EOAS Faculty Provide Insight on Extreme Downpours and Landslides

November 25, 2021

EOAS faculty members Brett Gilley and Dr. Rachel White have been valuable contacts for national and global news outlets reporting on the damage wreaked by the record-breaking BC rainfall last week.

Last week's storm, following on the heels of multiple sustained heavy rainfalls in early November, was delivered by an atmospheric river – a long strip of moisture that rapidly transports water from warmer areas towards the poles. BC has experienced an unusual amount of atmospheric river events this season, as Dr. White, a researcher of large-scale atmospheric dynamics, explains in an interview with CTV News. In other interviews with the BBC and The New York Times, she stresses that global warming has made atmospheric rivers, and the natural disasters they cause, more and more common. "As we warm up the atmosphere, as we warm up the oceans - more water is evaporated…essentially the atmosphere can carry more water towards our mountains."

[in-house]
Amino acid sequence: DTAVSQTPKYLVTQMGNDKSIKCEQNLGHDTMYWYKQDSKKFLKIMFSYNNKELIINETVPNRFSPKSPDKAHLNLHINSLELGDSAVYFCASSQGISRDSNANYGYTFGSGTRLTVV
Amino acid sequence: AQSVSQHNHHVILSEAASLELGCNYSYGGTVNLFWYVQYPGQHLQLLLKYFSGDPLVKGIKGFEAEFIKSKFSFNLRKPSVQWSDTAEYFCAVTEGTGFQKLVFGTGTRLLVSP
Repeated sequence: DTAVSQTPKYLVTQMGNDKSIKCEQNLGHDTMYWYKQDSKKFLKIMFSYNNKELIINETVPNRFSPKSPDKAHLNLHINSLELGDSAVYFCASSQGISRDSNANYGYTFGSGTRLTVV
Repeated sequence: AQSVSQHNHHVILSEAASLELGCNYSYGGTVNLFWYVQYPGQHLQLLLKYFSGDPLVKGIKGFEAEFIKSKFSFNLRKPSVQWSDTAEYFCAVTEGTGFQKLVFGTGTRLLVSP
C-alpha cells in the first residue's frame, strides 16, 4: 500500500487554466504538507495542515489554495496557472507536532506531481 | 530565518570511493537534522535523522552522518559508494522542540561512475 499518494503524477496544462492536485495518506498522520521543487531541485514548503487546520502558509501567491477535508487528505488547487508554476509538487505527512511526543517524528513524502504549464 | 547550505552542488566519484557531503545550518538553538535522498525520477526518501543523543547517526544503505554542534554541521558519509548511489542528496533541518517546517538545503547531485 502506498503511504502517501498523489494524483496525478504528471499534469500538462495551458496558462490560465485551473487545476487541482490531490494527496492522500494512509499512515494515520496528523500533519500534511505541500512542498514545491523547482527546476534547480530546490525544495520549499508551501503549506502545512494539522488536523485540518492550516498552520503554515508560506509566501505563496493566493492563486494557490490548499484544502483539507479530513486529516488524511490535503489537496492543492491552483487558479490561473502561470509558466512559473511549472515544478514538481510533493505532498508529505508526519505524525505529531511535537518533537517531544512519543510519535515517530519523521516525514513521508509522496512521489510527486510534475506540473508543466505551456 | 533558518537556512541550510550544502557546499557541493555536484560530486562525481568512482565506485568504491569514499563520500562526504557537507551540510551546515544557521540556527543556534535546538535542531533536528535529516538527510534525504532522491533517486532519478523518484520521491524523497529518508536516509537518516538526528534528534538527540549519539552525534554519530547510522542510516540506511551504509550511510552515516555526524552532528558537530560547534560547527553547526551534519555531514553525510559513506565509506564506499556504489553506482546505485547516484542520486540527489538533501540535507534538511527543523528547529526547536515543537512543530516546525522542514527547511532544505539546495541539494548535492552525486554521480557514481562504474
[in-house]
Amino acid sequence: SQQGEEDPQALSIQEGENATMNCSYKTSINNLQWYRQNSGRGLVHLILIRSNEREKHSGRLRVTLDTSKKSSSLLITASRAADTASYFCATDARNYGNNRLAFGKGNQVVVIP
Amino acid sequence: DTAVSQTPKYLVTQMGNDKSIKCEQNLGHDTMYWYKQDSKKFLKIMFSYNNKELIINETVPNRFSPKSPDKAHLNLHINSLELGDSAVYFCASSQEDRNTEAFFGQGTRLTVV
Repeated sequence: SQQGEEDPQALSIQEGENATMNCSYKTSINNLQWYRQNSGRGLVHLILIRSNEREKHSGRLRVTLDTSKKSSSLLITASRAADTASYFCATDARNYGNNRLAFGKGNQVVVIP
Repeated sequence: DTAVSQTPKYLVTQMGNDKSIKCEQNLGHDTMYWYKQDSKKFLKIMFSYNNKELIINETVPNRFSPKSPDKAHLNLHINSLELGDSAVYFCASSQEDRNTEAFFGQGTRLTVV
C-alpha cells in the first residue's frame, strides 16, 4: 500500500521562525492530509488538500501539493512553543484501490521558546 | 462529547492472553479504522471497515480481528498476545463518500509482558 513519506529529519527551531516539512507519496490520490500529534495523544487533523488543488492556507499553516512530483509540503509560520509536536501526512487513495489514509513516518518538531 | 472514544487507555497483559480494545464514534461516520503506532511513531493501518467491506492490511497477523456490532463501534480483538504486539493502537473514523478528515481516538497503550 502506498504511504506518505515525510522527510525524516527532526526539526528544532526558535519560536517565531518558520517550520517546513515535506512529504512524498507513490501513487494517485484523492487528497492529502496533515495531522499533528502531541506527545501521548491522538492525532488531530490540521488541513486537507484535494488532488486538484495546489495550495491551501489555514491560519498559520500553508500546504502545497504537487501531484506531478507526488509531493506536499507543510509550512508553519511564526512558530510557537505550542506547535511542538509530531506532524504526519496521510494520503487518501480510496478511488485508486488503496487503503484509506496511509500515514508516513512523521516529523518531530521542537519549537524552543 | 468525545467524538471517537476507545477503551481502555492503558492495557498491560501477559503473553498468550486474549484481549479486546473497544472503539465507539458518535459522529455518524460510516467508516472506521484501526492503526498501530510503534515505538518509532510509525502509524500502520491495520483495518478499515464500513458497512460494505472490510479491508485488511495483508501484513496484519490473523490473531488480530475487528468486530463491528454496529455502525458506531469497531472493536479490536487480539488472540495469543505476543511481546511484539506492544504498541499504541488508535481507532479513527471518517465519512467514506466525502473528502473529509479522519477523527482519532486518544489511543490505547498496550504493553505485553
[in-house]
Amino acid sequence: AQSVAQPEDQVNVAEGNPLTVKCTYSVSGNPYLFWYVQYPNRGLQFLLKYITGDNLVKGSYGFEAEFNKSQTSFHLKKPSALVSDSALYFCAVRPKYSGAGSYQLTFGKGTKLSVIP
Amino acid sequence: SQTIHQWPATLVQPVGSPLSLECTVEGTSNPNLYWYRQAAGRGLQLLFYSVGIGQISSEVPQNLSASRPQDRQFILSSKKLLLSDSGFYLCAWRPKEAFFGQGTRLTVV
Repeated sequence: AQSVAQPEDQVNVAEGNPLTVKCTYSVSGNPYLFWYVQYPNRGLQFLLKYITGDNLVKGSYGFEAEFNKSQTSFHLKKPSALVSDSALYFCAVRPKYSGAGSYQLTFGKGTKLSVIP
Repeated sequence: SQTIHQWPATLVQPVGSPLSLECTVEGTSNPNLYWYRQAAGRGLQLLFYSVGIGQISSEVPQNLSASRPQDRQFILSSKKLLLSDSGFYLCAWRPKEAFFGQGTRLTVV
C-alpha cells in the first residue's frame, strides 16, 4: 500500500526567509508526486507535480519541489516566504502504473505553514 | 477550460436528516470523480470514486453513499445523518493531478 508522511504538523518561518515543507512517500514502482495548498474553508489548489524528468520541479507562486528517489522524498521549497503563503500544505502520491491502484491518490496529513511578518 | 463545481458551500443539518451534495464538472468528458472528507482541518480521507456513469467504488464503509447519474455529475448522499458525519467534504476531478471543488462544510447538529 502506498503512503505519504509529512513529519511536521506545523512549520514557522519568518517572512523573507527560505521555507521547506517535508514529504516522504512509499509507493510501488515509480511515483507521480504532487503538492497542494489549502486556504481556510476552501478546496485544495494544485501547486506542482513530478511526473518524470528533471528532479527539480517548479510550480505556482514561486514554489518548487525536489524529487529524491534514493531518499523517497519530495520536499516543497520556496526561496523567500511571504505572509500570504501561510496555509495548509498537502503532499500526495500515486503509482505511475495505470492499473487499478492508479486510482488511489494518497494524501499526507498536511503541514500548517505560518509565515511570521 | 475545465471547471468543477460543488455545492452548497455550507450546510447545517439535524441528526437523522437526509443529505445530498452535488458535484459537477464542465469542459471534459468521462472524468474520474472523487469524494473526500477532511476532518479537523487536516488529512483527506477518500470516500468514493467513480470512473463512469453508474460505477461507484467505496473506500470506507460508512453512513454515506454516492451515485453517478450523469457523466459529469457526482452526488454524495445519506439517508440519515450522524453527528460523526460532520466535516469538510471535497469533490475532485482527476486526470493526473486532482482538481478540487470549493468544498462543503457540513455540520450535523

This water – delivering the equivalent of the region’s monthly rainfall in just over 24 hours – caused flooding and landslides that sent the British Columbia government into a state of emergency.

As Associate Professor and natural disaster specialist Brett Gilley explained to Global News during a recent interview, other fallouts of global warming have a compounding effect on landslides triggered by the rainfall. BC’s heavy forest fire season weakened soil, while this past summer’s intense heat dome weakened tree roots that play a crucial role in slope stability. Already a landslide-prone province due to its mountainous nature, huge volumes of precipitation sent many of these compromised slopes crashing down onto BC’s highways and bridges.

CKNW’s Jas Johal interviewed Gilley on how to protect infrastructure from future landslides – often a balancing act of targeting problematic areas using limited resources. As he describes to the Vancouver Sun, applying these protective measures can be complicated by matters of funding and policy. Despite this, he sees replacing buried roads and washed-away bridges as an opportunity to build infrastructure better equipped for a future where a changing climate will make natural disasters more common.